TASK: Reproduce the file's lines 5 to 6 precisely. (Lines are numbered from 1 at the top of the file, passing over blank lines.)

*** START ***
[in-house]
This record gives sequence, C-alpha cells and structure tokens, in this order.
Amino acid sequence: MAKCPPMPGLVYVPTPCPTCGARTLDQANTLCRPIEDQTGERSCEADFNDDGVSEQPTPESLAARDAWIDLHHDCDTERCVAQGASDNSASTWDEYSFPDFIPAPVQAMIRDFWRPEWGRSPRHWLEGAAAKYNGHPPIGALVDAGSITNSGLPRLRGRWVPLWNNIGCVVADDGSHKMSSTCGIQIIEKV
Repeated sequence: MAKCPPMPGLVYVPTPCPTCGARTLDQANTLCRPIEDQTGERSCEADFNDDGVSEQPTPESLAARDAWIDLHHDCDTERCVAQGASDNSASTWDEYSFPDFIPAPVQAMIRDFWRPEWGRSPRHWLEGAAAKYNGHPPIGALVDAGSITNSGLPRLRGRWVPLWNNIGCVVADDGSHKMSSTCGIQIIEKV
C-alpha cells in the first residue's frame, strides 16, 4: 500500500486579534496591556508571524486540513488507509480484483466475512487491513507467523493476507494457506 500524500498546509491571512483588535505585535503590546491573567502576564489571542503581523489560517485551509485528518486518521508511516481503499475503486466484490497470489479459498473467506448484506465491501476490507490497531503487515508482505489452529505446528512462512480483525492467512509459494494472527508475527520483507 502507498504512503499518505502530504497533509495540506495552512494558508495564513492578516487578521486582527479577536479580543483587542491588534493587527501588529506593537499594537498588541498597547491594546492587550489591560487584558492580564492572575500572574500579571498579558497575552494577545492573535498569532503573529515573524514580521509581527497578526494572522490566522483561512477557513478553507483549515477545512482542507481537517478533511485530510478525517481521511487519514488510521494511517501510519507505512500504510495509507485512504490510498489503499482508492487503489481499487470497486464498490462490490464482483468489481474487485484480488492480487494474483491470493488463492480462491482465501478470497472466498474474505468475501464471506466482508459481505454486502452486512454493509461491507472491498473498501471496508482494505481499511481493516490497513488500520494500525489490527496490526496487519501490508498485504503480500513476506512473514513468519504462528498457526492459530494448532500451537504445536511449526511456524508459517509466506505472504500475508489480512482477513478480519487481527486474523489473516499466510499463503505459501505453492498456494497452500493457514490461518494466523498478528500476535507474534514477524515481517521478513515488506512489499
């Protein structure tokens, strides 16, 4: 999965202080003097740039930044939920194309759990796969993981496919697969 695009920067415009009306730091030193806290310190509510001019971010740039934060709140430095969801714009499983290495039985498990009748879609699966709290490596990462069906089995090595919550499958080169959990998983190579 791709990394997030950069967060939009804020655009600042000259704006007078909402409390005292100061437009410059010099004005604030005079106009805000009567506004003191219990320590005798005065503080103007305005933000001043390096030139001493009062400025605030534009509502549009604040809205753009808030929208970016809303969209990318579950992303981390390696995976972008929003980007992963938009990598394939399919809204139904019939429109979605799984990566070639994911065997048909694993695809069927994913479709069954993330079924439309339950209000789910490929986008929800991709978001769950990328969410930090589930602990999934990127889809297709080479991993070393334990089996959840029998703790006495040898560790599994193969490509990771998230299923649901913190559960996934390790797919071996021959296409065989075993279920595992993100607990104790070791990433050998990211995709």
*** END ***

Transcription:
C-alpha cells in the first residue's frame, strides 16, 4: 500500500486579534496591556508571524486540513488507509480484483466475512487491513507467523493476507494457506 500524500498546509491571512483588535505585535503590546491573567502576564489571542503581523489560517485551509485528518486518521508511516481503499475503486466484490497470489479459498473467506448484506465491501476490507490497531503487515508482505489452529505446528512462512480483525492467512509459494494472527508475527520483507 502507498504512503499518505502530504497533509495540506495552512494558508495564513492578516487578521486582527479577536479580543483587542491588534493587527501588529506593537499594537498588541498597547491594546492587550489591560487584558492580564492572575500572574500579571498579558497575552494577545492573535498569532503573529515573524514580521509581527497578526494572522490566522483561512477557513478553507483549515477545512482542507481537517478533511485530510478525517481521511487519514488510521494511517501510519507505512500504510495509507485512504490510498489503499482508492487503489481499487470497486464498490462490490464482483468489481474487485484480488492480487494474483491470493488463492480462491482465501478470497472466498474474505468475501464471506466482508459481505454486502452486512454493509461491507472491498473498501471496508482494505481499511481493516490497513488500520494500525489490527496490526496487519501490508498485504503480500513476506512473514513468519504462528498457526492459530494448532500451537504445536511449526511456524508459517509466506505472504500475508489480512482477513478480519487481527486474523489473516499466510499463503505459501505453492498456494497452500493457514490461518494466523498478528500476535507474534514477524515481517521478513515488506512489499
């Protein structure tokens, strides 16, 4: 999965202080003097740039930044939920194309759990796969993981496919697969 695009920067415009009306730091030193806290310190509510001019971010740039934060709140430095969801714009499983290495039985498990009748879609699966709290490596990462069906089995090595919550499958080169959990998983190579 791709990394997030950069967060939009804020655009600042000259704006007078909402409390005292100061437009410059010099004005604030005079106009805000009567506004003191219990320590005798005065503080103007305005933000001043390096030139001493009062400025605030534009509502549009604040809205753009808030929208970016809303969209990318579950992303981390390696995976972008929003980007992963938009990598394939399919809204139904019939429109979605799984990566070639994911065997048909694993695809069927994913479709069954993330079924439309339950209000789910490929986008929800991709978001769950990328969410930090589930602990999934990127889809297709080479991993070393334990089996959840029998703790006495040898560790599994193969490509990771998230299923649901913190559960996934390790797919071996021959296409065989075993279920595992993100607990104790070791990433050998990211995709």